Blocking accounts on X, Formerly Known As Twitter, Is Being Banned

Twitter Will No Longer Be Able To Block Comments From Unwanted Followers, announced Elon Musk

On Friday, Elon Musk announced that X users, formerly Twitter, will no longer be able to block unwanted followers’ comments, removing a key safety feature. Blocking is only for direct messages, he said.

“Block is going to be deleted as a ‘feature’, except for DMs,” Musk wrote Friday. He was responding to a post from the account of Tesla Owners Silicon Valley, asking, “Is there ever a reason to block vs mute someone?” The group behind that account promotes the electric car company, where Musk is CEO.

Musk bought Twitter last year for $44 billion and has since laid off many employees, reinstated banned accounts, and rebranded the company and platform as X.

He replied that “it makes no sense” and that the mute function will remain, but he did not give a reason or timeline for eliminating the block function.

Users can block hateful content and harassment in their feed in response to their posts. Muting only hides unwanted responses from the user, not from others’ feeds.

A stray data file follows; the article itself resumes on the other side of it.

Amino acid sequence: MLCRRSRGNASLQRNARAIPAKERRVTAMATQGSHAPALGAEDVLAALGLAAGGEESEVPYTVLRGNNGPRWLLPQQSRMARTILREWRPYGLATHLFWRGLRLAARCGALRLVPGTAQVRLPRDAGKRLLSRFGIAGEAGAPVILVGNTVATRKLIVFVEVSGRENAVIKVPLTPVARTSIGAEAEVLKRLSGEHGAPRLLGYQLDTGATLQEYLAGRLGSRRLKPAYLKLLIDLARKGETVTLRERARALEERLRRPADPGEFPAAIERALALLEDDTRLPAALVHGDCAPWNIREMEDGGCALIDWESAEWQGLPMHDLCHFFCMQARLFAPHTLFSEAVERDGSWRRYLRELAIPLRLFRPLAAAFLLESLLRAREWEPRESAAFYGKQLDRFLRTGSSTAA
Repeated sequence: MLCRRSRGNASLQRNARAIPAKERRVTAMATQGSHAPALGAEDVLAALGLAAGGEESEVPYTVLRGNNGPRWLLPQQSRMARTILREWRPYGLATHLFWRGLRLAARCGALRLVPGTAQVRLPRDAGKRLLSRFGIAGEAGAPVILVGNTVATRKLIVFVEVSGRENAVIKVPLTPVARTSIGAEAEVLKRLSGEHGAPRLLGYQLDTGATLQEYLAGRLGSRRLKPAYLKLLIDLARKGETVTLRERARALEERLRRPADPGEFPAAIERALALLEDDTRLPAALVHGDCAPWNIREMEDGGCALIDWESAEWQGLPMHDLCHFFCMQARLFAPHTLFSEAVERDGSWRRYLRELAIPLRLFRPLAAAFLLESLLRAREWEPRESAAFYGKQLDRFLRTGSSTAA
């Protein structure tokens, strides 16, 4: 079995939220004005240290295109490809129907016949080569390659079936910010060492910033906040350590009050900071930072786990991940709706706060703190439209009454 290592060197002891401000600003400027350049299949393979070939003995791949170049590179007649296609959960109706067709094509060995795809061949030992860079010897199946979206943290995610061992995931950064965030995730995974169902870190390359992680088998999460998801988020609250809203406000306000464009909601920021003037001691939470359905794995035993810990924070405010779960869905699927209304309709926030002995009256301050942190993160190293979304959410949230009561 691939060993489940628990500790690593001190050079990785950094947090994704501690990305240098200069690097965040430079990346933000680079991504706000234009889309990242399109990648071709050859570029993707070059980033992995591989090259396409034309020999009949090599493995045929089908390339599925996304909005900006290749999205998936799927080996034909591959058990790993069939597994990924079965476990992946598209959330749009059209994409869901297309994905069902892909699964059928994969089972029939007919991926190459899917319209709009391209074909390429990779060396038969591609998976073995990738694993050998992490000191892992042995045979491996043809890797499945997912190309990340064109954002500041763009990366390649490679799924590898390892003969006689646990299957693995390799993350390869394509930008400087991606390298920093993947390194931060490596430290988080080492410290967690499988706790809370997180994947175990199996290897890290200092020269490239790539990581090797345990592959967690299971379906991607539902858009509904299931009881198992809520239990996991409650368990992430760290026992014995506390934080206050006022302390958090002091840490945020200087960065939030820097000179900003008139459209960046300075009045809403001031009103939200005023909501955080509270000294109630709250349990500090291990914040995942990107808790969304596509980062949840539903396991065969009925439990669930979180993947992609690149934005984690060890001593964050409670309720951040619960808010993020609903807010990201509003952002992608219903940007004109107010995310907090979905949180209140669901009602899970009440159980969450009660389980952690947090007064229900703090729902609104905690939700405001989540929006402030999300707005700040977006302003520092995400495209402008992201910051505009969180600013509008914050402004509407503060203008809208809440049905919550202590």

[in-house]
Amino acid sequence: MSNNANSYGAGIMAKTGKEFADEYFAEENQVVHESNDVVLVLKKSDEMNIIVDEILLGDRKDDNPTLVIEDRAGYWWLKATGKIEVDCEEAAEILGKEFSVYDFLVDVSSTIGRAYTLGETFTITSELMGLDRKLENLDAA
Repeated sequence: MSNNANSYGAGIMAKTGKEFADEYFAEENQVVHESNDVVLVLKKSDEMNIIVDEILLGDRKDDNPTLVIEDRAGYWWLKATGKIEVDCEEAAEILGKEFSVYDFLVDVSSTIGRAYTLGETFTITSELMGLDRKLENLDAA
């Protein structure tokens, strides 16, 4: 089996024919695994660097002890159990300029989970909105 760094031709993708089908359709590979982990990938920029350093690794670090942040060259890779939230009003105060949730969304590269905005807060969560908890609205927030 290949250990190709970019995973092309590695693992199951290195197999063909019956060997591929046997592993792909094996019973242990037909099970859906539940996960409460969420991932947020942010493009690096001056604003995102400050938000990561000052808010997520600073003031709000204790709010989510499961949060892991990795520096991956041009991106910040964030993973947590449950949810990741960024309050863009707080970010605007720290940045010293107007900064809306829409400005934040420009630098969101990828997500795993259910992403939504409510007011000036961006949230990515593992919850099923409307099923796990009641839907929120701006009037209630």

Twitter users have also long employed the block feature in boycotts and to avoid seeing ads from specific brands or promoters on the platform.

Binance CEO Changpeng Zhao, an investor in the new Twitter alongside Musk, said in a post that the company should focus its attention elsewhere.

“X should really solve the bots & spam problems before removing blocks,” wrote Zhao, whose company owns one of the world’s largest crypto exchanges. “Just my 0.02.”

Louis Jones, a longtime media and advertising executive who now works at the Brand Safety Institute, said Musk’s latest plan is very concerning as users could be inundated with spam, threats and other harmful content.

Musk’s “lax approach to free speech,” is likely to have a “double effect,” making bullying more common on the platform and inhibiting free speech by those users who are targets of bullies and predators, Jones wrote in an email to CNBC. “It’s a downward spiral that cannot be good for the long term success of X.”

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